?. and ?[] null-conditional operators (C# Reference)

Tests the value of the left-hand operand for null before performing a member access (?.) or index (?[]) operation; returns null if the left-hand operand evaluates to null.

These operators help you write less code to handle null checks, especially for descending into data structures.

int? length = customers?.Length; // null if customers is null
Customer first = customers?[0];  // null if customers is null
int? count = customers?[0]?.Orders?.Count();  // null if customers, the first customer, or Orders is null

The null-conditional operators are short-circuiting. If one operation in a chain of conditional member access and index operations returns null, the rest of the chain’s execution stops. In the following example, E doesn't execute if A, B, or C evaluates to null.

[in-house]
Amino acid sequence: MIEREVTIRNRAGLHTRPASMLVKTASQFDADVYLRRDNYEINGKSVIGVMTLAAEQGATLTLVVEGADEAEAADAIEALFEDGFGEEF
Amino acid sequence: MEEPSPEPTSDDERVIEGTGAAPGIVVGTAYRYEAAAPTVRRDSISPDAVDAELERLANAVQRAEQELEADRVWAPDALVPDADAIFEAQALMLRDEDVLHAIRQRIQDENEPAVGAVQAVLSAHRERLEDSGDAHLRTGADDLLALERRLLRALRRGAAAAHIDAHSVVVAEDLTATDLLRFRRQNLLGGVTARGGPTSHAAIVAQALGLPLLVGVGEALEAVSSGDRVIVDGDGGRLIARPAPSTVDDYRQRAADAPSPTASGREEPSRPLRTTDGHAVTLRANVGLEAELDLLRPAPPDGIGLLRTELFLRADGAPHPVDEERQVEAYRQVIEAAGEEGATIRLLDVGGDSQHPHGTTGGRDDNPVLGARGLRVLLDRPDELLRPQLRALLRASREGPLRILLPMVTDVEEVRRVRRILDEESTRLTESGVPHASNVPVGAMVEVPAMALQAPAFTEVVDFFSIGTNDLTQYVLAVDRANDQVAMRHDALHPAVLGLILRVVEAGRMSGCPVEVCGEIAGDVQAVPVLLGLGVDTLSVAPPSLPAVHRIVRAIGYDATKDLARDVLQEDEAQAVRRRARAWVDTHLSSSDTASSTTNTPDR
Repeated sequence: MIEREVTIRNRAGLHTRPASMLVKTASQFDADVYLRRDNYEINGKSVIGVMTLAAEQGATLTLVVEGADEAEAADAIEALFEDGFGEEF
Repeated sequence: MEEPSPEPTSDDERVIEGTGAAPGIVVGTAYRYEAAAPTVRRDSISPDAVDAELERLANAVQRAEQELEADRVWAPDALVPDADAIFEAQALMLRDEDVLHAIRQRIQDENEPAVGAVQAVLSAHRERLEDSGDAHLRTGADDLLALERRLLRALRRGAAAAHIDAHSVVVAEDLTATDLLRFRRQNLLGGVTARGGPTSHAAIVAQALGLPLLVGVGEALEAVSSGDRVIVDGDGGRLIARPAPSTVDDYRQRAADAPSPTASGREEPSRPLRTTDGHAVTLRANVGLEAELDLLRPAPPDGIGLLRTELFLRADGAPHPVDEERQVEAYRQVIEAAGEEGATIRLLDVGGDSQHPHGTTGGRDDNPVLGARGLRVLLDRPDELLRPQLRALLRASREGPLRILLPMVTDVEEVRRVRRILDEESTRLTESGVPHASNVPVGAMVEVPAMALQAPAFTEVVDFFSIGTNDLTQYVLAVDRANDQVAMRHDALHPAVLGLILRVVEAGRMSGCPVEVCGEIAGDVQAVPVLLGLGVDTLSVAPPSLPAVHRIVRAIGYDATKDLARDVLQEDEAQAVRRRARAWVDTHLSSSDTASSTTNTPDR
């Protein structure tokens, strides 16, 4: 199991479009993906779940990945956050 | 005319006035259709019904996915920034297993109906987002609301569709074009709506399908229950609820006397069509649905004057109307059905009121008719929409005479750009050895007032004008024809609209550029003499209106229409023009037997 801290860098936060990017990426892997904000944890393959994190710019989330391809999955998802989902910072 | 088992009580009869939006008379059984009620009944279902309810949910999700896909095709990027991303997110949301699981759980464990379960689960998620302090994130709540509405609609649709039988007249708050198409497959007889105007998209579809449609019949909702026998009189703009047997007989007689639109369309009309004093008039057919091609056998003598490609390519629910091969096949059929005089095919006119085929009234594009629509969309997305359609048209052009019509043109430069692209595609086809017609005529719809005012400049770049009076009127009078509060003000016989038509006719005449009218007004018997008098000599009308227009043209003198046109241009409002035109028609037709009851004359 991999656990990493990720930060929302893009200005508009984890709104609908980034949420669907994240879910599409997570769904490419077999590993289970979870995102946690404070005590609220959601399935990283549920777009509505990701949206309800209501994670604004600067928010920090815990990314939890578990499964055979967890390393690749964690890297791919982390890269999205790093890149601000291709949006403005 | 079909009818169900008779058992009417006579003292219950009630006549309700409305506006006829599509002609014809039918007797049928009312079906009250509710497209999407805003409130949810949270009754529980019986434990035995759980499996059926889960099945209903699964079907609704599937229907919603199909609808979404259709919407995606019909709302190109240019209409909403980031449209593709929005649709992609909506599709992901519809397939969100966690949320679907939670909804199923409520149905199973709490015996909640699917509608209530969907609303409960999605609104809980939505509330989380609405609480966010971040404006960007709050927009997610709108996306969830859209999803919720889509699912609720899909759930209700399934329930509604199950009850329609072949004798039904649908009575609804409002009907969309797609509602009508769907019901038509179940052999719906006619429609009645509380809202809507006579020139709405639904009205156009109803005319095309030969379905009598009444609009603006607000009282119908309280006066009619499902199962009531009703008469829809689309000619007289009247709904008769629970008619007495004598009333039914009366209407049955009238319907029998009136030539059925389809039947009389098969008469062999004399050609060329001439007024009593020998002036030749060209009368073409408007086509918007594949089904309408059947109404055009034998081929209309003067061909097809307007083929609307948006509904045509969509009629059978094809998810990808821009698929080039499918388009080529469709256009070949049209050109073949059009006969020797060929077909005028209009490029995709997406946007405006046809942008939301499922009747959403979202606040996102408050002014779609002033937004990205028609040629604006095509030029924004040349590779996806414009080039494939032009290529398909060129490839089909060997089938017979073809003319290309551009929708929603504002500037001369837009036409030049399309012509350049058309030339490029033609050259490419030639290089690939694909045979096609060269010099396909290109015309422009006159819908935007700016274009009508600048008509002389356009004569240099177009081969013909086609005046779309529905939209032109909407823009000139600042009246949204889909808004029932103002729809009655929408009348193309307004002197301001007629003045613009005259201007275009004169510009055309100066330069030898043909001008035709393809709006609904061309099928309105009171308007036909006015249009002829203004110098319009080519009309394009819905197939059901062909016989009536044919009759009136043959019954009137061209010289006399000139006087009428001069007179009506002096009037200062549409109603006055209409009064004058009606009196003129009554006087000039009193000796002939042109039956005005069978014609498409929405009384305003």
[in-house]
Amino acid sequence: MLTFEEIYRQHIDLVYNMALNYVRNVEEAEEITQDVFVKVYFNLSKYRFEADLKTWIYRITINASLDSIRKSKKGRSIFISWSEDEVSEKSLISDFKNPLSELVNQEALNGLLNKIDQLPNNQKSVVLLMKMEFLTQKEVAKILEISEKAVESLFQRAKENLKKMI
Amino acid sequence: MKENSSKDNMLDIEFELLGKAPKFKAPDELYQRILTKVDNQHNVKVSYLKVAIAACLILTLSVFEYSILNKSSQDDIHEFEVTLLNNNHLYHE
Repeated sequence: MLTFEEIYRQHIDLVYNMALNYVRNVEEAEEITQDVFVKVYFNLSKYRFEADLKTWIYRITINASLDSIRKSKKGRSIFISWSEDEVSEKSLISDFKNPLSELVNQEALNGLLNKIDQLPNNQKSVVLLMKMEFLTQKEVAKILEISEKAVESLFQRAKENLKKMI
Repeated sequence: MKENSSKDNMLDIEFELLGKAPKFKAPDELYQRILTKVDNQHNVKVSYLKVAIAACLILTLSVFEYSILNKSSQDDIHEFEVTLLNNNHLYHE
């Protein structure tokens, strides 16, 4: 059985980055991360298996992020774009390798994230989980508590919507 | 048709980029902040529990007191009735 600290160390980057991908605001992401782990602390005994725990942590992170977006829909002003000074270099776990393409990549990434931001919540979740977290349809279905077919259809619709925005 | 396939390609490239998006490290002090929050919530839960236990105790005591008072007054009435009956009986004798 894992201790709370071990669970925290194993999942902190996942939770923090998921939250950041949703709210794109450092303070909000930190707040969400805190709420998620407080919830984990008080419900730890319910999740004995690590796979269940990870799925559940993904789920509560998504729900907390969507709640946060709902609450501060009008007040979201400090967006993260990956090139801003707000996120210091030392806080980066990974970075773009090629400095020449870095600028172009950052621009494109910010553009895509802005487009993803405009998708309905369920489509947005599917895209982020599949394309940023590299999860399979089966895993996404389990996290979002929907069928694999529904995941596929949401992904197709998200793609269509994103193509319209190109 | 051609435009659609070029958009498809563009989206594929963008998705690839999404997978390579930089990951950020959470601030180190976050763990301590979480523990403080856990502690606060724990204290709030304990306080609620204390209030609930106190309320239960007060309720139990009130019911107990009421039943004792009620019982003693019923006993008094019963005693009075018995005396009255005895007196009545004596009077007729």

Another use for the null-conditional member access is invoking delegates in a thread-safe way with much less code. The old way requires code like the following:

var handler = this.PropertyChanged;
if (handler != null)

The new way is much simpler:


The new way is thread-safe because the compiler generates code to evaluate PropertyChanged one time only, keeping the result in a temporary variable. You need to explicitly call the Invoke method because there is no null-conditional delegate invocation syntax PropertyChanged?(e).

Language specifications

For more information, see Null-conditional operator in the C# Language Specification. The language specification is the definitive source for C# syntax and usage.

See also